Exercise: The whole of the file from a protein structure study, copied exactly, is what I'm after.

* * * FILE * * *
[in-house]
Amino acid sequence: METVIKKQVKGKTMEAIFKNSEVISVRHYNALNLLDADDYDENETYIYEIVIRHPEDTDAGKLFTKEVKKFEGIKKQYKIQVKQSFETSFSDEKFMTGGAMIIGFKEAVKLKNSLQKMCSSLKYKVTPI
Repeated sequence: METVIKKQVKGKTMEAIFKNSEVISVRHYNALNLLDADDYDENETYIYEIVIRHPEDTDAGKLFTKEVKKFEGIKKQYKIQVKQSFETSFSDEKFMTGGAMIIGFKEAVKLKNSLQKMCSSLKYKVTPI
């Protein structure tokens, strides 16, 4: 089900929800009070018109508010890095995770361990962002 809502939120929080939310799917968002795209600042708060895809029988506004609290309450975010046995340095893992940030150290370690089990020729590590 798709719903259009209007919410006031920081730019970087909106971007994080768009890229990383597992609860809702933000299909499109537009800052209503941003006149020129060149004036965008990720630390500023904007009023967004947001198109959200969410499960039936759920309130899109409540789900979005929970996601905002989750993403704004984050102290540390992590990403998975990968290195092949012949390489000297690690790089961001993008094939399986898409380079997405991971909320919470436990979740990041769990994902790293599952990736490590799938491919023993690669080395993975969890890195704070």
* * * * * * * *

[in-house]
Amino acid sequence: METVIKKQVKGKTMEAIFKNSEVISVRHYNALNLLDADDYDENETYIYEIVIRHPEDTDAGKLFTKEVKKFEGIKKQYKIQVKQSFETSFSDEKFMTGGAMIIGFKEAVKLKNSLQKMCSSLKYKVTPI
Repeated sequence: METVIKKQVKGKTMEAIFKNSEVISVRHYNALNLLDADDYDENETYIYEIVIRHPEDTDAGKLFTKEVKKFEGIKKQYKIQVKQSFETSFSDEKFMTGGAMIIGFKEAVKLKNSLQKMCSSLKYKVTPI
């Protein structure tokens, strides 16, 4: 089900929800009070018109508010890095995770361990962002 809502939120929080939310799917968002795209600042708060895809029988506004609290309450975010046995340095893992940030150290370690089990020729590590 798709719903259009209007919410006031920081730019970087909106971007994080768009890229990383597992609860809702933000299909499109537009800052209503941003006149020129060149004036965008990720630390500023904007009023967004947001198109959200969410499960039936759920309130899109409540789900979005929970996601905002989750993403704004984050102290540390992590990403998975990968290195092949012949390489000297690690790089961001993008094939399986898409380079997405991971909320919470436990979740990041769990994902790293599952990736490590799938491919023993690669080395993975969890890195704070």